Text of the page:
Around here Jude is recovering from an ear infection and endless teething. His sleep patterns are all off, which causes great panic for me, as are his moods. He seemed to be turning a corner yesterday and both Mark and I commented after a good day and a full nights sleep how stinking cute he was this morning. How incredibly intertwined those things are.
Around here I am wanting to carve out more time for writing and music. So good for my soul and so hard to prioritize.
Around here our to-do lists, for the most, part only get longer. For the task oriented among us (me) this provides endless opportunities for letting go, for breathing deep, for letting our house be less clean and less perfect than I would like it.
Around here we are spending lots of time together as a family which is my most favourite thing. I feel so at home when it is the three of us: running errands, biking Mark to work, eating out etc. I am grateful daily that Mark is around so much.
Around here so much is growing. Jude eats raspberries by the handful and stains his clothes and his skin and our wood floor in the process. We are picking some food from our garden but mostly getting hand-me-down veggies from family and the market this year. There are beans waiting to be cut, herbs to be picked, and today soup to be made.
Almost eight weeks ago we gathered around a deep hole in our front yard on a foggy and sunny Sunday morning, surrounded by our family, our friends, and in a small wooden box, tied with twine and flowers, our tiny and beloved Lily.
We buried our child and planted her in the soil following the tears and words of those who loved her. We added our letters of love and loss to that hole and her brother’s placenta, a part of him, helping us feel that she might not be so alone. Lastly, we added a tree… a Corageous Apple Tree, we later realized it was called. And then Lily’s auntie said a prayer; and it was a prayer of thanks for a baby we all desperately wanted to know… for a baby who would be forever loved and never forgotten.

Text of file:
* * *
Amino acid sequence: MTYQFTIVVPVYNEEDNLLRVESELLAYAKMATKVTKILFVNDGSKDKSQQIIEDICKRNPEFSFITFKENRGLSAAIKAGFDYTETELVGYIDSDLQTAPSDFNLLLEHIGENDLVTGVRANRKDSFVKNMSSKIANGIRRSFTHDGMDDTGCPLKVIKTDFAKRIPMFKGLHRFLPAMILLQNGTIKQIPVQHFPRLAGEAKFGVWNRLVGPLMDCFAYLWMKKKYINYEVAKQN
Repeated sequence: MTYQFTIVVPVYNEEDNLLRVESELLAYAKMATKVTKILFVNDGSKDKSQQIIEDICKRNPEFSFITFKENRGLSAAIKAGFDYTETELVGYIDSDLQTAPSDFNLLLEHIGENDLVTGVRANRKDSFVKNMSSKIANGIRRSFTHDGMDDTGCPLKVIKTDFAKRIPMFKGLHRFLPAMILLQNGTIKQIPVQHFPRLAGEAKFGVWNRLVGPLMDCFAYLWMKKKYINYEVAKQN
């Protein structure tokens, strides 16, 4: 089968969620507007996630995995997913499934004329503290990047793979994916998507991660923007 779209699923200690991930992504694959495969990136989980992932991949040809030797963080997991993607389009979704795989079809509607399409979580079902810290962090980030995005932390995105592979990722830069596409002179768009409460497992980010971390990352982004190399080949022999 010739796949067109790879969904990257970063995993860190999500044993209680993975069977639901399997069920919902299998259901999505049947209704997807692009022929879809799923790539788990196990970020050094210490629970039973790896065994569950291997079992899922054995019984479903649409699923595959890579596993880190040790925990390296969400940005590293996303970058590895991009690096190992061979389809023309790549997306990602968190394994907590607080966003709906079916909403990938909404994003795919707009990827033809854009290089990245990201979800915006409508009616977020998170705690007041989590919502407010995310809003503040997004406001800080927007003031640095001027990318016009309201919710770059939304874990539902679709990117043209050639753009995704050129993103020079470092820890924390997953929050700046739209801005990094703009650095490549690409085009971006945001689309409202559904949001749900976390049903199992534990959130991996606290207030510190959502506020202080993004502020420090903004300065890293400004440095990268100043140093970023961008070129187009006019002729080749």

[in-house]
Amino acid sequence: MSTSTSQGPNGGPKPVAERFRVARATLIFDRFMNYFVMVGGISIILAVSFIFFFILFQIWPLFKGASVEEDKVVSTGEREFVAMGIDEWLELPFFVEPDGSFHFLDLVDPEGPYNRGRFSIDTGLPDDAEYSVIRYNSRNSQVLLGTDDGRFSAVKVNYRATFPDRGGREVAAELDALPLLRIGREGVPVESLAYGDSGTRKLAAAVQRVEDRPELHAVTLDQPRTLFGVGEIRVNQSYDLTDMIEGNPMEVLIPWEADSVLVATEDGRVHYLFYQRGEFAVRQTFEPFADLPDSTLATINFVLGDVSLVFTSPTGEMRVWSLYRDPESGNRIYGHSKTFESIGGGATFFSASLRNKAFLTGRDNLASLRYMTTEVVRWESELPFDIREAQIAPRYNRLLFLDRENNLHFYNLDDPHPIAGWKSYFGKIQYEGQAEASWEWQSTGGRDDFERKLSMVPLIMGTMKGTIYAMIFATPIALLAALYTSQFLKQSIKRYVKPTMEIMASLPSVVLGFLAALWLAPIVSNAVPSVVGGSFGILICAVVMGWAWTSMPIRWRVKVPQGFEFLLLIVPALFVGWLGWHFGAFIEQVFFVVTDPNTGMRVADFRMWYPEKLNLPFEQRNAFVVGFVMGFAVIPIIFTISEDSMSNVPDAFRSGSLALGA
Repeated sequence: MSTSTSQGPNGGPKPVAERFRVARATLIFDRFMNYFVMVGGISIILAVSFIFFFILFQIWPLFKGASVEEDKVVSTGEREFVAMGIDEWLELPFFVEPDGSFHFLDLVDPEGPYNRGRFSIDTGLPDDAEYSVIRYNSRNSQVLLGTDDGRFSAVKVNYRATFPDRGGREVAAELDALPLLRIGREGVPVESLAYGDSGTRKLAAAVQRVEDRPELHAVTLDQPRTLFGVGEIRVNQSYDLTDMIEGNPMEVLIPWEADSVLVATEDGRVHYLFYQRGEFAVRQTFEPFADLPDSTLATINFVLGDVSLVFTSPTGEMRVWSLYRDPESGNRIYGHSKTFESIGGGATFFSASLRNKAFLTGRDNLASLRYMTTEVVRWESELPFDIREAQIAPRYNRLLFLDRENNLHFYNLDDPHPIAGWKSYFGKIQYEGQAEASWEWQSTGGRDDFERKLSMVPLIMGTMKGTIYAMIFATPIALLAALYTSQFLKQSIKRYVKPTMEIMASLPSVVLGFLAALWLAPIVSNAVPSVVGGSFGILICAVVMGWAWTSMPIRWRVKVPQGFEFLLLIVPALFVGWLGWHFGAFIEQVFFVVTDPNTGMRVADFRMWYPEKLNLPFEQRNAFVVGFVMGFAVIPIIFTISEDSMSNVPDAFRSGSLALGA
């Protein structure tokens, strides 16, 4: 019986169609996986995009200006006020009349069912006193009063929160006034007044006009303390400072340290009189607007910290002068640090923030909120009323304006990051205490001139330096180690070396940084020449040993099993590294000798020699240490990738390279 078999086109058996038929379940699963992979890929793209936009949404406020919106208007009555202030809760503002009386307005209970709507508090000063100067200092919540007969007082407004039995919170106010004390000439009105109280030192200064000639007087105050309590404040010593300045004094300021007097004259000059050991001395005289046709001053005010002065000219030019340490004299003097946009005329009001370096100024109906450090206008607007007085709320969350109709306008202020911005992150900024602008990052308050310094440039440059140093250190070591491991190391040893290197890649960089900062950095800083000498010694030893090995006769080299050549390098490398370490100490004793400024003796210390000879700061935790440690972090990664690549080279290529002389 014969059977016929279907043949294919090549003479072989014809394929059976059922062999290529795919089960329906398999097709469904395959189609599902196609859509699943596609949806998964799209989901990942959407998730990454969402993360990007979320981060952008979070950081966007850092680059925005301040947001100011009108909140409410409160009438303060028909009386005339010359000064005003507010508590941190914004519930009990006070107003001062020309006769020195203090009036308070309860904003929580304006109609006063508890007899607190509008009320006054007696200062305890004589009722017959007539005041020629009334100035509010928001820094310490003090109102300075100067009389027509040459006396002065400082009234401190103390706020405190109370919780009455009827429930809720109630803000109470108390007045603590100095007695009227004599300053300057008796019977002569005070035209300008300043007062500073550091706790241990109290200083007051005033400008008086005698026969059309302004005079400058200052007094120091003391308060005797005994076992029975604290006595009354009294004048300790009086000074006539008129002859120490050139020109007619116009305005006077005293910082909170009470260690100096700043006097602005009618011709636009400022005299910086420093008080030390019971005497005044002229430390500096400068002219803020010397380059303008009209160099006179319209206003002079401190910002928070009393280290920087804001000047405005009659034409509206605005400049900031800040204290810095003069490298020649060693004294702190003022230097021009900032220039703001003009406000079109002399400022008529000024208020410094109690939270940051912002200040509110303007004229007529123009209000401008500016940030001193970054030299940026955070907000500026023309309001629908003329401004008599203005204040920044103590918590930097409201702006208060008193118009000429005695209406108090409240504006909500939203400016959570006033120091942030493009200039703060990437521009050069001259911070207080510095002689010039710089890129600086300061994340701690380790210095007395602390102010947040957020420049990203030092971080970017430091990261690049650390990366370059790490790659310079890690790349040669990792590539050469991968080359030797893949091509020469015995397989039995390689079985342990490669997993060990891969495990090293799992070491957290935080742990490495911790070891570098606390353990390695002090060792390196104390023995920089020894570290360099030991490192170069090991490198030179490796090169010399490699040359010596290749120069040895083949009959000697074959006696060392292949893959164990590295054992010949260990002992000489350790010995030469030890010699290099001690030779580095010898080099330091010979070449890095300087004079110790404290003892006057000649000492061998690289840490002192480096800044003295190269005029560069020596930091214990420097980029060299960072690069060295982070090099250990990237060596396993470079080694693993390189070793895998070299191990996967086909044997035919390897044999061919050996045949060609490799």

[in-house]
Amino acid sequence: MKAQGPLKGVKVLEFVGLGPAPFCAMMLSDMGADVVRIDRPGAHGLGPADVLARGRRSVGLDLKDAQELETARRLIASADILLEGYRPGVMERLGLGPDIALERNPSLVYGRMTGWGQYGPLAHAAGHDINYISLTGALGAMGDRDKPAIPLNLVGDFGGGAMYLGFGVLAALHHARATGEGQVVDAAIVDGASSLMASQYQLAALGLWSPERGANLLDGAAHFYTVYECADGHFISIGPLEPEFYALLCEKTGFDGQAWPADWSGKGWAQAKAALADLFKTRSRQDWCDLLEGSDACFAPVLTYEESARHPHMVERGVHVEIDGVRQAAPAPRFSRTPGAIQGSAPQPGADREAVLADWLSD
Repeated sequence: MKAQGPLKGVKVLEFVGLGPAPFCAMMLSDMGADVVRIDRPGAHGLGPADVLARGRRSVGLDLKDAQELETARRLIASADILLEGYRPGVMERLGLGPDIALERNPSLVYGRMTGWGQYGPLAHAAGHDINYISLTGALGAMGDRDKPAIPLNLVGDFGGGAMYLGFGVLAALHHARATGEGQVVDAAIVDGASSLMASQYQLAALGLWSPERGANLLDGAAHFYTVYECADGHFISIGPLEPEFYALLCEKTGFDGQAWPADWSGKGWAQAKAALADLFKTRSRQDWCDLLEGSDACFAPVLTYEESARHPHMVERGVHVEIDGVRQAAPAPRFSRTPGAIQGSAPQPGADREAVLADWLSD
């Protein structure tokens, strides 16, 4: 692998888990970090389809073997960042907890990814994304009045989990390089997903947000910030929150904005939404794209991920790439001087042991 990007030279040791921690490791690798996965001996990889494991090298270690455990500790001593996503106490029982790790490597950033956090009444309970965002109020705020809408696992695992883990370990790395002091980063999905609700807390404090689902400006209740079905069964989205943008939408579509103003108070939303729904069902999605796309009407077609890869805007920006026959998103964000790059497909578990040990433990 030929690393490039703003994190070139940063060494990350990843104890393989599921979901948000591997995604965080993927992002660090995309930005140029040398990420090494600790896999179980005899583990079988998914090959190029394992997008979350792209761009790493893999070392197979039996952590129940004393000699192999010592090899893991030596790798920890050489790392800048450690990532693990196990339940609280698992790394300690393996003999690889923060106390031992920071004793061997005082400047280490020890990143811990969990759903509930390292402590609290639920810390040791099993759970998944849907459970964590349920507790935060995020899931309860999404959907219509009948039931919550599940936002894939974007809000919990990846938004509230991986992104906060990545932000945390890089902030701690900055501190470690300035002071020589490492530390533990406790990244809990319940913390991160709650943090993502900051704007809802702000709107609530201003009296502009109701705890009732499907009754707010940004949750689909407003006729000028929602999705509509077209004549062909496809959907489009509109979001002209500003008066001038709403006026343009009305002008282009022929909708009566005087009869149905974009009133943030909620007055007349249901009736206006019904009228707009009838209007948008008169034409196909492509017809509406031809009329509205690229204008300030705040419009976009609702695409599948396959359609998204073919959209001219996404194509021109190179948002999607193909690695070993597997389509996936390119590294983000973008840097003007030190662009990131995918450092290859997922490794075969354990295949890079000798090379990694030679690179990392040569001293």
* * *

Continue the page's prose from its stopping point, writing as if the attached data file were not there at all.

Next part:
It was a sad, beautiful day.
And now I look out my window and see Lily’s tree and I feel she is safe, held, cared for.
Mark painted me a card today to celebrate Mother’s Day. It is a picture of a mama bird feeding her three little baby birds. That is such a surreal image to me that I almost cannot feel the weight of it. Jude, my biggest little bird; Lily, my sweet soul who is not with us anymore; and a new life in me that I am minute by minute begging God will be a healthy growing baby that I will meet in December, and no sooner.
In these five weeks that we have known we are pregnant I have tried to dig deep, to work with all of the fear that I am so readily experiencing. But some days it feels like my work is to simply say: I am scared. And then to cry and to miss Lily. And then to picture this baby… and the vision of conception and pregnancy coming to full term. It is the most vulnerable and unreal thing to picture right now, me holding my baby in December, but I keep planting my heart in hope, at least for a moment.